The Wilson Defensive Awards were announced last night

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We mentioned this last week, but last night the inaugural Wilson Defensive Awards were announced on MLB Network. As we said previously: sponsored awards like this are kind of “whatever,” but in a world where people still take the Gold Glove awards seriously, I’m cool with any viable competitor.

As you’ll recall, there were awards for the best overall defensive team, the best defender in each league, as well as the best defensive player per team.

The results, with the up-front head-smacking due to the fact that the best overall defensive team had its season end because they totally stunk up the NL Wild Card game with poor defense:

BEST OVERALL TEAM – Atlanta Braves
BEST OVERALL IN NL – Michael Bourn
BEST OVERALL IN AL – Mike Trout

TEAM BY TEAM:

AL EAST
Yankees – Robinson Cano
Orioles – JJ Hardy
Red Sox – Dustin Pedroia
Blue Jays – Brett Lawrie
Rays – Jose Molina

AL CENTRAL
Twins – Denard Span
Tigers – Austin Jackson
Royals – Lorenzo Cain
White Sox – Alexei Ramirez
Indians – Jason Kipnis

AL WEST
Mariners – Brendan Ryan
Rangers – Adrian Beltre
Angels – Mike Trout
A’s – Josh Reddick

NL EAST
Phillies – Carlos Ruiz
Marlins – Giancarlo Stanton
Nationals – Adam LaRoche
Braves – Michael Bourn
Mets – David Wright

NL CENTRAL
Cardinals – Yadier Molina
Pirates – Andrew McCutchen
Cubs – Darwin Barney
Astros – Justin Maxwell
Brewers – Carlos Gomez
Reds – Brandon Phillips

NL WEST
Giants – Brandon Crawford
Dodgers – Matt Kemp
Diamondbacks – Aaron Hill
Rockies – Carlos Gonzalez
Padres – Chase Headley

The Nationals have scored 62 runs during four Joe Ross starts

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If, in the future, Joe Ross ever complains about a lack of run support, point to his first four starts of the 2017 season.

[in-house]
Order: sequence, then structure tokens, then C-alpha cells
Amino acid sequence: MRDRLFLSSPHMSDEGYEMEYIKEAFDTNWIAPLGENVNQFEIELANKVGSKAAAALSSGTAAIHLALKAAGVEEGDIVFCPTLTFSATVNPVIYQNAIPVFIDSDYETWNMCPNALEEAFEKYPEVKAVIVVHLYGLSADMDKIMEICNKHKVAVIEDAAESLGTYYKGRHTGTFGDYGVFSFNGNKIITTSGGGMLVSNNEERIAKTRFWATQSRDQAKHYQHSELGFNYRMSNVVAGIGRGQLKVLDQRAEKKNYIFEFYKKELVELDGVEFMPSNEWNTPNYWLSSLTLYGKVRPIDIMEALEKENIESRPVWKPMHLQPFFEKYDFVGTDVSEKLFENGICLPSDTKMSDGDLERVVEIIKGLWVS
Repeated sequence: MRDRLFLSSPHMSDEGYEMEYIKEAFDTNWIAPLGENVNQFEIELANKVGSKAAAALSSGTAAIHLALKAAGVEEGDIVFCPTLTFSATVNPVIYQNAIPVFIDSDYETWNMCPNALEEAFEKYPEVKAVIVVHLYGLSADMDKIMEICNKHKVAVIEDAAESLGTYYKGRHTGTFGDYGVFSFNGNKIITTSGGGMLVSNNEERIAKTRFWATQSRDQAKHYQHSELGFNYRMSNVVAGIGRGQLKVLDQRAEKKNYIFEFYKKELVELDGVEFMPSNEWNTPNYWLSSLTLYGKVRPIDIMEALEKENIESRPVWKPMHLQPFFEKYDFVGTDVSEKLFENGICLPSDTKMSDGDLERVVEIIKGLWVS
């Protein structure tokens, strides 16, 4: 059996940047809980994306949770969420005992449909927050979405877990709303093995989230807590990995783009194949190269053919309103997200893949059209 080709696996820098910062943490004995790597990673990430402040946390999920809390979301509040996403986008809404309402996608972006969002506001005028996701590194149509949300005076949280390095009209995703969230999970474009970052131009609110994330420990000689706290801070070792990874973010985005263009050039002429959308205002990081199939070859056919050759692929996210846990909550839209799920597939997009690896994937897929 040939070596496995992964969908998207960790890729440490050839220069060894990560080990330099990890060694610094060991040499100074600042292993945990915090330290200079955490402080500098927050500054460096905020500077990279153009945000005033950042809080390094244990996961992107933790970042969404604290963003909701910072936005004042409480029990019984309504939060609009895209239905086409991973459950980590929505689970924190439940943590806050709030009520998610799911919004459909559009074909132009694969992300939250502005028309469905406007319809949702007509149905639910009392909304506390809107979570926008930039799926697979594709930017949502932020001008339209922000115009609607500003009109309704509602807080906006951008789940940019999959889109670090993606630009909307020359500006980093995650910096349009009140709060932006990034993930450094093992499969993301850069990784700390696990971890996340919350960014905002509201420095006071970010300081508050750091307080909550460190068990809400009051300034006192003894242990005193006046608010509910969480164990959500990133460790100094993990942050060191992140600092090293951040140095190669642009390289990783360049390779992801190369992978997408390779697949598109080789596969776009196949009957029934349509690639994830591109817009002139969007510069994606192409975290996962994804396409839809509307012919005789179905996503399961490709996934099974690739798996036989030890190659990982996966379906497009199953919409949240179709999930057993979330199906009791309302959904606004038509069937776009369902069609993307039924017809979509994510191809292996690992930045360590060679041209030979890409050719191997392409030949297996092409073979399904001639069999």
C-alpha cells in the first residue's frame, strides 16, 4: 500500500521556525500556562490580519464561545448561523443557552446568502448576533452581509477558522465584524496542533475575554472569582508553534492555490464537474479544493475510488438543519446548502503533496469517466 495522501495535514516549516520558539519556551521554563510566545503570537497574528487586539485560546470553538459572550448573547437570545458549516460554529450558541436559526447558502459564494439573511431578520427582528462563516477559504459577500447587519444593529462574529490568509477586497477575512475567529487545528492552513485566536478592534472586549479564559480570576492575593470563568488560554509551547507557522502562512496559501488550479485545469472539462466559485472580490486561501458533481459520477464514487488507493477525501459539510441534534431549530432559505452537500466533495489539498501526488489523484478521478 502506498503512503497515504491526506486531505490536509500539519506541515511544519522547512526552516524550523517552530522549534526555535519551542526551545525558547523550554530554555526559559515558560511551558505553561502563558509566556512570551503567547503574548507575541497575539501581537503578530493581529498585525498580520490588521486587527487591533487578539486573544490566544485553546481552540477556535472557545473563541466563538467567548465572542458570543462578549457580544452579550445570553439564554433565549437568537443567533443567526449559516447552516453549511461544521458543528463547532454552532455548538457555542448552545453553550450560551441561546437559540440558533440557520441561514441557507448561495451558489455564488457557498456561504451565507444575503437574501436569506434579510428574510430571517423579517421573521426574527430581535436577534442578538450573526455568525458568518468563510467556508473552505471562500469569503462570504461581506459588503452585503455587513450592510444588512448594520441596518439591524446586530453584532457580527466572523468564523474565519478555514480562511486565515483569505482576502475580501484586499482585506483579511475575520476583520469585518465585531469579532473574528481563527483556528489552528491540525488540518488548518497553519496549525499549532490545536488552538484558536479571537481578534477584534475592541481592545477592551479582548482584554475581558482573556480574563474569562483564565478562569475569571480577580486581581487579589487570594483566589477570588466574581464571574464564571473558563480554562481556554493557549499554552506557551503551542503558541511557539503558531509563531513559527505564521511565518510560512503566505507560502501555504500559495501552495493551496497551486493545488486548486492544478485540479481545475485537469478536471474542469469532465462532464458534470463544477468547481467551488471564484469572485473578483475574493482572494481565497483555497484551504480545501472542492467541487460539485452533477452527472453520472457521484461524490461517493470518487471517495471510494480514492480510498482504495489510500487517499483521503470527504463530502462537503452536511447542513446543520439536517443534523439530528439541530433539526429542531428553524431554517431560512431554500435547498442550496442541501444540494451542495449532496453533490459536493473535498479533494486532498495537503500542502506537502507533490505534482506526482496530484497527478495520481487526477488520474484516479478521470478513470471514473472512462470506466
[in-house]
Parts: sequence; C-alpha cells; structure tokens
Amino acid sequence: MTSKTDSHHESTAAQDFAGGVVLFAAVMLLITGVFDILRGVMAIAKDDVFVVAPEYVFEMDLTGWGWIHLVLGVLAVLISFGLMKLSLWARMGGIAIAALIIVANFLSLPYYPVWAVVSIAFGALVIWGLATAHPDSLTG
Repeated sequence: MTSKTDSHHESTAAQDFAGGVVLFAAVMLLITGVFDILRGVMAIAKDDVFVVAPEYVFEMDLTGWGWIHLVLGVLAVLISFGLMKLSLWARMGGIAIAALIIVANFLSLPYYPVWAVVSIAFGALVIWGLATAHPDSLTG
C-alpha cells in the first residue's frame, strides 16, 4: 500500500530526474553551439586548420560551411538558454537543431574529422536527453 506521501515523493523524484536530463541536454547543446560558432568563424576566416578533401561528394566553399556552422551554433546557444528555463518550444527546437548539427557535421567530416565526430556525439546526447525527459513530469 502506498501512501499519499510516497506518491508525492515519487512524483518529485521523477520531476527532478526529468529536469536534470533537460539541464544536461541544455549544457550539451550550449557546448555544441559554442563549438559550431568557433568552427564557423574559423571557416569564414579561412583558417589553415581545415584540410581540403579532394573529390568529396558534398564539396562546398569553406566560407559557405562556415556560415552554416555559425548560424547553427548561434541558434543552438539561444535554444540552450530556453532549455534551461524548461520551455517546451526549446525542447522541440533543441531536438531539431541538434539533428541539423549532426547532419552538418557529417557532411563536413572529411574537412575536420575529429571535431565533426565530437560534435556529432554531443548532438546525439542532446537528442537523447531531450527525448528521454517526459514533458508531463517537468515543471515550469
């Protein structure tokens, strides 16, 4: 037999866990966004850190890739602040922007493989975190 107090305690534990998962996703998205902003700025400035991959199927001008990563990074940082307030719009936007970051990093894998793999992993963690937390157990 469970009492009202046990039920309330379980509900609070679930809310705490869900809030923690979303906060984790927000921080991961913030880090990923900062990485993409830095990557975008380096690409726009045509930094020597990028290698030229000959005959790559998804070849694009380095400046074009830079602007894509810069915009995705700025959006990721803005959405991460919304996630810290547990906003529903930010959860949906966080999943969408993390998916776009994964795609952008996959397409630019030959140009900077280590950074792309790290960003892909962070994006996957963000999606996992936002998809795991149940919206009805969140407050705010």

Ross started on April 19 in Atlanta against the Braves, on April 25 in Colorado against the Rockies, on April 30 at home against the Mets, and on May 23 at home against the Mariners. In those games, the Nats’ offense scored 14, 15, 23, and 10 runs respectively for a total of 62 runs, or an average of 13 per start. Ross was the pitcher of record for seven, eight, 10, and 10 runs for a total of 35 runs (8.75 runs per start), which would still make him the major league leader in run support by that restrictive standard.

Among qualified starters — Ross did not qualify — entering Tuesday’s action, the Rockies’ Antonio Senzatela led the way according to ESPN, averaging 7.11 runs of support in nine starts. The Rockies scored double-digit runs in only three of those starts, oddly enough.

Per the Nationals, the 62 runs of support for Ross is a major league record in a pitcher’s first four starts of a season.

Report: Charlie Sheen has original cast on board for Major League III, looking for financial backing

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TMZ is reporting that actor Charlie Sheen has the original cast on board for Major League III but is still looking for financial backing. TMZ cites Sheen referring to the script as “dynamite.”

The original Major League came out in 1989 and debuted at No. 1 at the box office. That spurred a sequel, Major League II, which was released five years later in 1994. Despite negative reviews, II debuted at No. 1 at the box office as well. Major League: Back to the Minors was released in 1998, but tanked at the box office and received mostly negative reviews.

Given that trend, one might wonder why anyone would attempt Major League III, and one would be correct to raise that question. But it’s been 19 years since the last installment and 27 years since the original. People in their early 30’s and 40’s with nostalgia and disposable income will likely be willing to pay to relive a blast from the past. In my humble opinion, Major League is the finest of the baseball movies, so I’ll at least be curious if Sheen ends up getting financial backing.

Sheen has had, well, an interesting life in the last two decades so it’s no sure thing that people with money will trust him to stay out of trouble.